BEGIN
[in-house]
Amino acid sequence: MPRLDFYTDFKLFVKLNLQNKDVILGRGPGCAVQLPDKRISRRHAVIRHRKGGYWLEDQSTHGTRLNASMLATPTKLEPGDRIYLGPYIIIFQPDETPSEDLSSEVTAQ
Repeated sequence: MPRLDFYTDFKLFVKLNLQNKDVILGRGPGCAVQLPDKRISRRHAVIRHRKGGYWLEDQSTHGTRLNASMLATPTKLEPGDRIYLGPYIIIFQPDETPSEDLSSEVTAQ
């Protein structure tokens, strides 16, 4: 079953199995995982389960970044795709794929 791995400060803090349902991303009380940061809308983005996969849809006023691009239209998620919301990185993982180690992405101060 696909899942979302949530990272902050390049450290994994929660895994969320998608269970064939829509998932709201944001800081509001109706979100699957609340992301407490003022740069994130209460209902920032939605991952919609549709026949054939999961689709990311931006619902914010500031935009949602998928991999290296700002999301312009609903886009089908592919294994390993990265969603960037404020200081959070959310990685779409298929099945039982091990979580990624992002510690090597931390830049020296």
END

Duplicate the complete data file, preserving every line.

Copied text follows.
[in-house]
Amino acid sequence: MPRLDFYTDFKLFVKLNLQNKDVILGRGPGCAVQLPDKRISRRHAVIRHRKGGYWLEDQSTHGTRLNASMLATPTKLEPGDRIYLGPYIIIFQPDETPSEDLSSEVTAQ
Repeated sequence: MPRLDFYTDFKLFVKLNLQNKDVILGRGPGCAVQLPDKRISRRHAVIRHRKGGYWLEDQSTHGTRLNASMLATPTKLEPGDRIYLGPYIIIFQPDETPSEDLSSEVTAQ
């Protein structure tokens, strides 16, 4: 079953199995995982389960970044795709794929 791995400060803090349902991303009380940061809308983005996969849809006023691009239209998620919301990185993982180690992405101060 696909899942979302949530990272902050390049450290994994929660895994969320998608269970064939829509998932709201944001800081509001109706979100699957609340992301407490003022740069994130209460209902920032939605991952919609549709026949054939999961689709990311931006619902914010500031935009949602998928991999290296700002999301312009609903886009089908592919294994390993990265969603960037404020200081959070959310990685779409298929099945039982091990979580990624992002510690090597931390830049020296």